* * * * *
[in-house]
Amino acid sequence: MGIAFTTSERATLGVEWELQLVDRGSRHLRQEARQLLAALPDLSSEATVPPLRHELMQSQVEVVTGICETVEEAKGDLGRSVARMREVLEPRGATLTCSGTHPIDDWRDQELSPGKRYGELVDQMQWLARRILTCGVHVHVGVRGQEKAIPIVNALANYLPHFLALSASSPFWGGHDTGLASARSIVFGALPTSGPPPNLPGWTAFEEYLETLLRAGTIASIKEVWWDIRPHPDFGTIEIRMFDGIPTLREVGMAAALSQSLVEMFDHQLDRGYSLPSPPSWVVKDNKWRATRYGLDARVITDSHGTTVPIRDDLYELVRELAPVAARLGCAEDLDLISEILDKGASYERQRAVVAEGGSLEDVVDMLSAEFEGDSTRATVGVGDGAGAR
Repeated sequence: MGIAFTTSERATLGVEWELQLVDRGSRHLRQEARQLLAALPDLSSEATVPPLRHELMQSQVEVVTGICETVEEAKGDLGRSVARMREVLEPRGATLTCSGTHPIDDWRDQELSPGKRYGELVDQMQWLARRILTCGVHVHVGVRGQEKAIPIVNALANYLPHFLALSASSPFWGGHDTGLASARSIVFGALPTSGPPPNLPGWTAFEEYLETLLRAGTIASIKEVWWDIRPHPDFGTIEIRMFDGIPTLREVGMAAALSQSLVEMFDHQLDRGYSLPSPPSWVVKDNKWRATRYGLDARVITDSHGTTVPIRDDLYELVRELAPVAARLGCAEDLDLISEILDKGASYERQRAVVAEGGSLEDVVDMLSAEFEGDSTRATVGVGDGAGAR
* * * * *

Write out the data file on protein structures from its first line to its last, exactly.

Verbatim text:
[in-house]
Amino acid sequence: MGIAFTTSERATLGVEWELQLVDRGSRHLRQEARQLLAALPDLSSEATVPPLRHELMQSQVEVVTGICETVEEAKGDLGRSVARMREVLEPRGATLTCSGTHPIDDWRDQELSPGKRYGELVDQMQWLARRILTCGVHVHVGVRGQEKAIPIVNALANYLPHFLALSASSPFWGGHDTGLASARSIVFGALPTSGPPPNLPGWTAFEEYLETLLRAGTIASIKEVWWDIRPHPDFGTIEIRMFDGIPTLREVGMAAALSQSLVEMFDHQLDRGYSLPSPPSWVVKDNKWRATRYGLDARVITDSHGTTVPIRDDLYELVRELAPVAARLGCAEDLDLISEILDKGASYERQRAVVAEGGSLEDVVDMLSAEFEGDSTRATVGVGDGAGAR
Repeated sequence: MGIAFTTSERATLGVEWELQLVDRGSRHLRQEARQLLAALPDLSSEATVPPLRHELMQSQVEVVTGICETVEEAKGDLGRSVARMREVLEPRGATLTCSGTHPIDDWRDQELSPGKRYGELVDQMQWLARRILTCGVHVHVGVRGQEKAIPIVNALANYLPHFLALSASSPFWGGHDTGLASARSIVFGALPTSGPPPNLPGWTAFEEYLETLLRAGTIASIKEVWWDIRPHPDFGTIEIRMFDGIPTLREVGMAAALSQSLVEMFDHQLDRGYSLPSPPSWVVKDNKWRATRYGLDARVITDSHGTTVPIRDDLYELVRELAPVAARLGCAEDLDLISEILDKGASYERQRAVVAEGGSLEDVVDMLSAEFEGDSTRATVGVGDGAGAR